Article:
Psst! Wanna get a mortgage, cheap?
That’s the tempting lure Bank of Montreal is using, a low rate, fixed mortgage: 2.99 per cent for five years. Expect to see the other lenders, match, or at least compete.
It’s also a safe bet that the beat cop for the banks, federal Finance Minister Jim Flaherty, will frown on the soliciting, even if it happens in a private residence. He’s on a moral crusade to steer us away from the temptation of easy money, warning Canadians that taking on more debt is about as fiscally intelligent as setting aside $2.6 billion for naval vessels that will require at least $4.1 billion (well, OK, we’re paraphrasing, but you get the idea).
Despite his poor budgeting skills, we really should pay some attention to Flaherty’s point. If you’re already up to your eyeballs in debt, taking out a loan, no matter how cheap, to buy a house isn’t going to help. Not even if it has a pool.
And no matter how seductive it appears, a house, like many things you can buy that have curb appeal, will always cost you more than you think. To mortgage payments add the cost of property taxes, insurance, maintenance, and endless trips to Canadian Tire for yard tools, because you will lose them in the garden, which will become both overgrown and a toxic waste area, thanks to neighbourhood cats using it as their litter box.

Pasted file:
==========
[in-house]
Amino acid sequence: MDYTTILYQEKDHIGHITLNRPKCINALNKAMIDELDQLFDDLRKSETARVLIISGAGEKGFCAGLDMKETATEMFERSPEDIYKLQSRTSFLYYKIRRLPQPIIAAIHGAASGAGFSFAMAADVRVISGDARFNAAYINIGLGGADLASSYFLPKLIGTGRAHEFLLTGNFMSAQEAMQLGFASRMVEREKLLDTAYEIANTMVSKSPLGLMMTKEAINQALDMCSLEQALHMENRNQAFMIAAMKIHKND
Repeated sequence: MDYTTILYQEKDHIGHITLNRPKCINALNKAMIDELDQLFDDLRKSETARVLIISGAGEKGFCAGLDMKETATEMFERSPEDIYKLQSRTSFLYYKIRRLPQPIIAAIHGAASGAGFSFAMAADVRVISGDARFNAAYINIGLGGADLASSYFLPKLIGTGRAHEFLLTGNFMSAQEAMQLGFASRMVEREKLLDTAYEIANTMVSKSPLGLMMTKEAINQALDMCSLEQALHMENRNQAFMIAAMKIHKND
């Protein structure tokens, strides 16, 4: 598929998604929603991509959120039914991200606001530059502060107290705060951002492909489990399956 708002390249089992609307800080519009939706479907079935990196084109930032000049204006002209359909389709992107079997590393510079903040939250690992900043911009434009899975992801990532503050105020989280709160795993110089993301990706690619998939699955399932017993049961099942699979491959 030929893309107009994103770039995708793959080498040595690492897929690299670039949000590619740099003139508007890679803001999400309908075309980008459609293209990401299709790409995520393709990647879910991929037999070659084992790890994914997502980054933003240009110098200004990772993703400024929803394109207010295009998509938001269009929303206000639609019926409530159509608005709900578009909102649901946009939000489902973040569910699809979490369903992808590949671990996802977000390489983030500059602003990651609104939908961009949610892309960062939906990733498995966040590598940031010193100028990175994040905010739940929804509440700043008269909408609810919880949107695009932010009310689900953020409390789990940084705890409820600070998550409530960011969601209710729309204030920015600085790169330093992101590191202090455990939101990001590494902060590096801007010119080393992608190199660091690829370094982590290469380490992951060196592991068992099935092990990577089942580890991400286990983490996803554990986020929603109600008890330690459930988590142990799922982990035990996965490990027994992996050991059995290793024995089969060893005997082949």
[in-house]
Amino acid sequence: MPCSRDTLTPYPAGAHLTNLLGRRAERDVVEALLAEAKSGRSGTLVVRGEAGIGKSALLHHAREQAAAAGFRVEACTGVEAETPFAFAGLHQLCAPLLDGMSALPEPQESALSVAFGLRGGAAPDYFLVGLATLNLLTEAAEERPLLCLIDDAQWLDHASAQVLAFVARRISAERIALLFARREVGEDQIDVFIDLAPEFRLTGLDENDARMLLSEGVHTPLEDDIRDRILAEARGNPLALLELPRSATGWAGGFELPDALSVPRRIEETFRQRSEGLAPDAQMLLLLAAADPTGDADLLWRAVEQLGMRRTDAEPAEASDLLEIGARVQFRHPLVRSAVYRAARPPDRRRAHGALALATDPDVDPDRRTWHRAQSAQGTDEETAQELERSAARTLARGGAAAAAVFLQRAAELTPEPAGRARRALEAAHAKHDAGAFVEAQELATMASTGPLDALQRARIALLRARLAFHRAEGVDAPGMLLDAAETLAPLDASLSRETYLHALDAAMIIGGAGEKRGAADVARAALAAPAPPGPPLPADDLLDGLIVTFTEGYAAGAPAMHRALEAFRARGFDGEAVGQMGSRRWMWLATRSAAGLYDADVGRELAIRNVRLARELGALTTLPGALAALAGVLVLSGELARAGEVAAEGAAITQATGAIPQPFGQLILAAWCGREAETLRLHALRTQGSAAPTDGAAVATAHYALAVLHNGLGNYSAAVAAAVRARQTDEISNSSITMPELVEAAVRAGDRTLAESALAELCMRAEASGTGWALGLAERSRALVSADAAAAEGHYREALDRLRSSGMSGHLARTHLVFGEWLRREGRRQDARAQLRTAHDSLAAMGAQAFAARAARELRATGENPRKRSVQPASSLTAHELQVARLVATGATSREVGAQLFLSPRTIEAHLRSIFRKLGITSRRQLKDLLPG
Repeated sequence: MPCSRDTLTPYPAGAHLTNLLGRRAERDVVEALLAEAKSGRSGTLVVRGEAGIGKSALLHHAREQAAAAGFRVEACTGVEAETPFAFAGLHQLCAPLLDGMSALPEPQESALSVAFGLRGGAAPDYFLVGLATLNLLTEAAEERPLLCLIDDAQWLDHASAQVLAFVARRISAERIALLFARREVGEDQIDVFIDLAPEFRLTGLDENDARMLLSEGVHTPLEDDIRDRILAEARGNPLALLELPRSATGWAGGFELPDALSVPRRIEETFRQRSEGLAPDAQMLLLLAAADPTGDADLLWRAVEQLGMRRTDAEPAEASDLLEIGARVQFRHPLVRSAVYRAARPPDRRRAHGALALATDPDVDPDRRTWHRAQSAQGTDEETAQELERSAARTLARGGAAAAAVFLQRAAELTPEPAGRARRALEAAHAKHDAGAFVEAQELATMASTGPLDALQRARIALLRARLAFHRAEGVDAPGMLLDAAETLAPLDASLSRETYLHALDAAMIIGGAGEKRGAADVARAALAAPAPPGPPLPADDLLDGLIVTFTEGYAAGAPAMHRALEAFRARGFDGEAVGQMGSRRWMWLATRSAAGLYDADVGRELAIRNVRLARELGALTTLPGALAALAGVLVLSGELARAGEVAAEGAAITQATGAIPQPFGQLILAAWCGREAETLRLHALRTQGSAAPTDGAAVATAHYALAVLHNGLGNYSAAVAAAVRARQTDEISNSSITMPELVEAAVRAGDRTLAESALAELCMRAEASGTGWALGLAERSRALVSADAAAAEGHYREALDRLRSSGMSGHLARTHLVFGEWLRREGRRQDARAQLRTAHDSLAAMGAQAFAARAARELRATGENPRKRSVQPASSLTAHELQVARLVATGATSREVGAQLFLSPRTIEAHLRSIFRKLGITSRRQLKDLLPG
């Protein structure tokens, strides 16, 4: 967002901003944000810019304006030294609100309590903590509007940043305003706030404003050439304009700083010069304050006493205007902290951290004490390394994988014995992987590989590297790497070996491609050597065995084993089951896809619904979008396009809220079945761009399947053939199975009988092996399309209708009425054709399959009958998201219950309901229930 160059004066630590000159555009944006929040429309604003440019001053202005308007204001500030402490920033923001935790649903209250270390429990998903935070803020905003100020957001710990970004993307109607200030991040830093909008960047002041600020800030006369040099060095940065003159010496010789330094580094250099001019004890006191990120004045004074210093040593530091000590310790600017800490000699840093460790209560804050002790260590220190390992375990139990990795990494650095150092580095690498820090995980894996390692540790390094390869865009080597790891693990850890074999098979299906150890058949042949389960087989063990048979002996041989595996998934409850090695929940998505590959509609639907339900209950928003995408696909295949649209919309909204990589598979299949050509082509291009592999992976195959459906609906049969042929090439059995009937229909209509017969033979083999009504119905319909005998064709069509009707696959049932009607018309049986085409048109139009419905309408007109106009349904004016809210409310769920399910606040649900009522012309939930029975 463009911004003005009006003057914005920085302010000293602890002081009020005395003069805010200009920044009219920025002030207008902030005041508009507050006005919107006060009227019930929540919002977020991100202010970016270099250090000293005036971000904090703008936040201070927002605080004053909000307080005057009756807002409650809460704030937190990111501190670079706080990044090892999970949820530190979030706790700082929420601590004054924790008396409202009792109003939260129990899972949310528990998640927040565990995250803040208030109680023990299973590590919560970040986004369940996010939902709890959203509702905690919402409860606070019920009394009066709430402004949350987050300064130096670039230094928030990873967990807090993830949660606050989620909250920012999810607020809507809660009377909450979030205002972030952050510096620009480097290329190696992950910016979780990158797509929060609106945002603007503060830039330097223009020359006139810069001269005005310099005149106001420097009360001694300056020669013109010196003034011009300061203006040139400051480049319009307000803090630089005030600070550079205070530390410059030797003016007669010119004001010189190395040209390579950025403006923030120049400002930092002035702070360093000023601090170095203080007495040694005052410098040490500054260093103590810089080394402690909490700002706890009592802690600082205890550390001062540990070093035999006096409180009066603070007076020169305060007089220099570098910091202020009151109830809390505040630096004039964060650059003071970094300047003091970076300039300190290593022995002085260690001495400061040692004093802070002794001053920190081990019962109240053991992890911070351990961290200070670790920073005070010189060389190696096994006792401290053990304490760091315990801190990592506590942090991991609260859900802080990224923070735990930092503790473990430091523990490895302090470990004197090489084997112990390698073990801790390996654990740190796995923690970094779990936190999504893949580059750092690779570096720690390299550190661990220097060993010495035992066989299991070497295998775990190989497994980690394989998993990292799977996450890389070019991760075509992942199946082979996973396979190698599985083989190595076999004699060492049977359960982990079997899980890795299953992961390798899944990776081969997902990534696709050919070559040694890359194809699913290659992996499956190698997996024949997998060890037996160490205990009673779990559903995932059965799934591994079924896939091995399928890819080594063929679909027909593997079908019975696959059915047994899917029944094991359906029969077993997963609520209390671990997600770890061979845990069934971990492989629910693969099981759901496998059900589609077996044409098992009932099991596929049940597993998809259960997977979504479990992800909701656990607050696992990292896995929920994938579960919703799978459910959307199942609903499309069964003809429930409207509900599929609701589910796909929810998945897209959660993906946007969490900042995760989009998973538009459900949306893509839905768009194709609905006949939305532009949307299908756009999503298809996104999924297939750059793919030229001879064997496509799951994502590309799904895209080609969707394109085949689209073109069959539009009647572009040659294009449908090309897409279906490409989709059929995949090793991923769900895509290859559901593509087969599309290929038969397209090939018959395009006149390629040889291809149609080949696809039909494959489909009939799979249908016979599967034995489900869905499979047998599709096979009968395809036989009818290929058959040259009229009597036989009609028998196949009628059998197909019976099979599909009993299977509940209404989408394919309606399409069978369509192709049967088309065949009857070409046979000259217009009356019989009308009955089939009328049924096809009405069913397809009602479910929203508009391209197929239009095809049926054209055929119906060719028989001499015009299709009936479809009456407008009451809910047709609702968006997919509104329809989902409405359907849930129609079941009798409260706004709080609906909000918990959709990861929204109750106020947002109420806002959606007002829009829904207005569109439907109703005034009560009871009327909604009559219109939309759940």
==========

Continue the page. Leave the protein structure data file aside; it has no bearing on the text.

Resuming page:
When you add up all those expenses, you will discover why homeowners, unlike the movie critics, related so strongly to Tom Hanks in The Money Pit.
That same pit may await you if you create your own false urgency over this offer, the type that is usually associated with late night infomercials (“operators are standing by, so buy NOW”). Pause and remember our experience with Disney DVDs. We’re urged us to purchase a classic “before it goes back into the vault,” the implication being that we won’t see it again for a long time. Then, in what has become the modern Disney “magic,” we later see it on the shelves in a “new, digitally remastered format.”
BMO’s deal will also come and go, as long as the housing market remains sluggish and prices stagnant (which forecasters say will be a few years yet, so don’t think a house purchase is a deed to quick riches).
Now, this mortgage deal could make sense if you already share title to a house with a lender (it’s hard to call ourselves the “owner” when we have over the last 10 years paid enough principal to cover, oh, maybe the front door).
If your deal is coming due anytime soon, you could save yourself some big coin by signing up for the new low rate. Got years left on your mortgage? Call your financial institution anyway. See if remortgaging at 2.99 per cent makes financial sense, once any penalties are factored in.
Just remember: a tease is exciting, but it’s no deal if it leaves you feeling cheap and used.